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obnurse406

obnurse406

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  1. I've always known I have wanted to pursue an advanced nursing degree, and I feel like the time is right in my life to start. I have 6 years experience as a labor and delivery nurse. I always thought I wanted to pursue a nurse practitioner career. I am interested in the advanced practice portion, especially in the area of women's health, and have considered maybe a women's health nurse practitioner track. One of the biggest pros of this career is the schedule; I would want to work in a clinic setting, where I wouldn't have to work as many nights/weekends/holidays. However, I LOVE labor and delivery and am not sure I want to give that up for a clinic career. I know I would still be challenged daily and would learn a great deal, but I really enjoy caring for women during labor and birth. I didn't think I wanted to look into a career as a nurse-midwife, but I'm starting to consider it now. The major drawbacks are the call and I have heard CNMs have to carry major liability insurance, and there's of course a higher likelihood of being involved in litigation at some point (not unlike being a labor nurse). But the pros would be the ability to continue to do what I love, just at a different level. I'm leaning at this point towards a nurse-midwide/women's health nurse practitioner dual focus program. I would love any insight from those who are in either field; what helped you decide on your chosen career path? Any advice is much appreciated!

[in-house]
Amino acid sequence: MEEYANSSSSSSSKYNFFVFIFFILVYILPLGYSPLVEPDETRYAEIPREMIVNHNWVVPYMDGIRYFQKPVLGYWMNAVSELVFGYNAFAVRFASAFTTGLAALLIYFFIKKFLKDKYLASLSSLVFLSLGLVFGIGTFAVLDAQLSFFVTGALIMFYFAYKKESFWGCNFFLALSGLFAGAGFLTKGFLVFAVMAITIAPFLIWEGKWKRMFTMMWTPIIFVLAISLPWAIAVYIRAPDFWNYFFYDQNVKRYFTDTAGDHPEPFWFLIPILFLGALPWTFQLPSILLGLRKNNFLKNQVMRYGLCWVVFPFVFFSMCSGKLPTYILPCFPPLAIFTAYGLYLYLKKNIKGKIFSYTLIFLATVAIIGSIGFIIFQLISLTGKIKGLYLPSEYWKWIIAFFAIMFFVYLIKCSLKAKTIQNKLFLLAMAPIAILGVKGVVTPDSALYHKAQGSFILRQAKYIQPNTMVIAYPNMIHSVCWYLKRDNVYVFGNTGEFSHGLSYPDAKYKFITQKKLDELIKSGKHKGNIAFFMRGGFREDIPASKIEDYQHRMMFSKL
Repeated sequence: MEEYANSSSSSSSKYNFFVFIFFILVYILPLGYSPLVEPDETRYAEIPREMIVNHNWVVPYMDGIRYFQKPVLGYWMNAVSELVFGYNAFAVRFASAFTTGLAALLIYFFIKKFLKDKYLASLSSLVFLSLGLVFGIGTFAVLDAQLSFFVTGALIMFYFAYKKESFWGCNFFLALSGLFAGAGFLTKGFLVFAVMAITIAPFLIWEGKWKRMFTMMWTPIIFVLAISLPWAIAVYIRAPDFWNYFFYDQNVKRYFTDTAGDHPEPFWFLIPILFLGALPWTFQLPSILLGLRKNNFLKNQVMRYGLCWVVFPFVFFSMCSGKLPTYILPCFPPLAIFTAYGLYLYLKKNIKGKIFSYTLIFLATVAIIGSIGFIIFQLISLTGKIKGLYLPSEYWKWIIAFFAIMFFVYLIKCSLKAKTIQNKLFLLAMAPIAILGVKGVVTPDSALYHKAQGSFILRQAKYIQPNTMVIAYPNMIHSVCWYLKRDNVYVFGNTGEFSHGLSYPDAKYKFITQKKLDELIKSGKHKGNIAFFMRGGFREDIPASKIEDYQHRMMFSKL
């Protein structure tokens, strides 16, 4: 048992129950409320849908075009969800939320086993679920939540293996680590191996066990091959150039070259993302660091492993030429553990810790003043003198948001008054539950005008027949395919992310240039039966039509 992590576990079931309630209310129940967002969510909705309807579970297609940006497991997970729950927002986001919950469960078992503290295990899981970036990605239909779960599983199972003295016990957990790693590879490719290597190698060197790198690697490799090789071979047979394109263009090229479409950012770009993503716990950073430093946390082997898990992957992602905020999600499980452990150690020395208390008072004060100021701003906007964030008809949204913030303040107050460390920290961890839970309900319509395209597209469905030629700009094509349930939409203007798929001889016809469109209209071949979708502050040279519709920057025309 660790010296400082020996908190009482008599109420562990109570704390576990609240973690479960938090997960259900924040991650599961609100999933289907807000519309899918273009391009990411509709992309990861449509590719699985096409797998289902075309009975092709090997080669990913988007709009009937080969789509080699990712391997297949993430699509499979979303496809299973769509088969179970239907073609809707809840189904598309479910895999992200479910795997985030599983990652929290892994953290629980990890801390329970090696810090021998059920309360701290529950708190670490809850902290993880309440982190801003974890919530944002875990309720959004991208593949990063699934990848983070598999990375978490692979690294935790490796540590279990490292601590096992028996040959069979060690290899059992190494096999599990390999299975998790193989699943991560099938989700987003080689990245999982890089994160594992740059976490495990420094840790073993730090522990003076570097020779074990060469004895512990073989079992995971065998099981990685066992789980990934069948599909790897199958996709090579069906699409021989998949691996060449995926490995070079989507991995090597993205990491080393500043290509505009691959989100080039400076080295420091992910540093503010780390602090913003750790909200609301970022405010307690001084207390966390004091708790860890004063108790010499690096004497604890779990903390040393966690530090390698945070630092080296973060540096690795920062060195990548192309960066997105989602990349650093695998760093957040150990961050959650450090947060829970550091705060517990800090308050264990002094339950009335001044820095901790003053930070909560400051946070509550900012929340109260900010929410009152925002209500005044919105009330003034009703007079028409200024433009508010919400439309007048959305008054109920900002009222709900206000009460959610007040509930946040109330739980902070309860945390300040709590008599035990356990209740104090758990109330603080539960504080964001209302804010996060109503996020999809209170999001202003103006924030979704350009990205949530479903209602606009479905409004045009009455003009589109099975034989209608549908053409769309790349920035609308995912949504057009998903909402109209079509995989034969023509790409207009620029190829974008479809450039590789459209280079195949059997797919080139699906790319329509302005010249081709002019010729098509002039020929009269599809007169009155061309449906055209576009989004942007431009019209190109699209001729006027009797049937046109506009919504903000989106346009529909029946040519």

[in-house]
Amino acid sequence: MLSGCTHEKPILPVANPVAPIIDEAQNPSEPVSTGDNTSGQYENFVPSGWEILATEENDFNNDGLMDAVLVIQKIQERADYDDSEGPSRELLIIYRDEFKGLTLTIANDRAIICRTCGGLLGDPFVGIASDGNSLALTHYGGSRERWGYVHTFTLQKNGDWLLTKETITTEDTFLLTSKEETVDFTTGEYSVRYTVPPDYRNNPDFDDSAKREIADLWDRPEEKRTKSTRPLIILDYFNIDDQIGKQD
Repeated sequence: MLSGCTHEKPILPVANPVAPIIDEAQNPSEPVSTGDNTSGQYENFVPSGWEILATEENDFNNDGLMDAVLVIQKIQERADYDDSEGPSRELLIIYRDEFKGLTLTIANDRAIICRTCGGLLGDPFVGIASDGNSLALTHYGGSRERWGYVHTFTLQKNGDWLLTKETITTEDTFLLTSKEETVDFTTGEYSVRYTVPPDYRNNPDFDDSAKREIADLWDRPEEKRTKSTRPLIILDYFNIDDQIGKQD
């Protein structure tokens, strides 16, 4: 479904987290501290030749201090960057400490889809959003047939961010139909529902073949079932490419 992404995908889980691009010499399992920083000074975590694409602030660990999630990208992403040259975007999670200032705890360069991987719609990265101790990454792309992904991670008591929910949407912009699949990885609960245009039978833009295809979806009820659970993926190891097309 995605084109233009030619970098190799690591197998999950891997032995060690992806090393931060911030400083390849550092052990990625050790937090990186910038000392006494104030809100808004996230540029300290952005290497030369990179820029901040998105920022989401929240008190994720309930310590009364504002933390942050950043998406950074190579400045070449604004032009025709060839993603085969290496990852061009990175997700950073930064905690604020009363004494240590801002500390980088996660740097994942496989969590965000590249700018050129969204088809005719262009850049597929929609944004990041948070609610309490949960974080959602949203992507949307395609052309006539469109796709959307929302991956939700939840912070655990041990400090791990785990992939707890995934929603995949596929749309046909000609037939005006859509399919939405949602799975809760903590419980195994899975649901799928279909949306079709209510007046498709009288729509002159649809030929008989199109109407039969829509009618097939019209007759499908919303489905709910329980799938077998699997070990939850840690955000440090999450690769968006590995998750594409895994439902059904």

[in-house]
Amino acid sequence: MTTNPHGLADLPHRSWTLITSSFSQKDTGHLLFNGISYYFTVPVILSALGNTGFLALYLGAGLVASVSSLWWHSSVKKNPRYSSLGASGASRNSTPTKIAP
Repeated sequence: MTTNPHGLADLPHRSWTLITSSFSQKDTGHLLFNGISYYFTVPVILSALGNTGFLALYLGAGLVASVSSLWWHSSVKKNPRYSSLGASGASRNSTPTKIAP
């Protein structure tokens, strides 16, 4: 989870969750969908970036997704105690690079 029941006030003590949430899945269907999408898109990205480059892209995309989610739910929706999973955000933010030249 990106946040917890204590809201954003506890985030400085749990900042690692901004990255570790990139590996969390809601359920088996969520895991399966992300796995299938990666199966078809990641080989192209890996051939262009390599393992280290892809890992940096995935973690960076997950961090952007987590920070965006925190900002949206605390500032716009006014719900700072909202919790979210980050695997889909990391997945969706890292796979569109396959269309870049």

2. I've always known I have wanted to pursue an advanced nursing degree, and I feel like the time is right in my life to start. I have 6 years experience as a labor and delivery nurse. I always thought I wanted to pursue a nurse practitioner career. I am interested in the advanced practice portion, especially in the area of women's health, and have considered maybe a women's health nurse practitioner track. One of the biggest pros of this career is the schedule; I would want to work in a clinic setting, where I wouldn't have to work as many nights/weekends/holidays. However, I LOVE labor and delivery and am not sure I want to give that up for a clinic career. I know I would still be challenged daily and would learn a great deal, but I really enjoy caring for women during labor and birth. I didn't think I wanted to look into a career as a nurse-midwife, but I'm starting to consider it now. The major drawbacks are the call and I have heard CNMs have to carry major liability insurance, and there's of course a higher likelihood of being involved in litigation at some point (not unlike being a labor nurse). But the pros would be the ability to continue to do what I love, just at a different level. I'm leaning at this point towards a nurse-midwide/women's health nurse practitioner dual focus program. I would love any insight from those who are in either field; what helped you decide on your chosen career path? Any advice is much appreciated!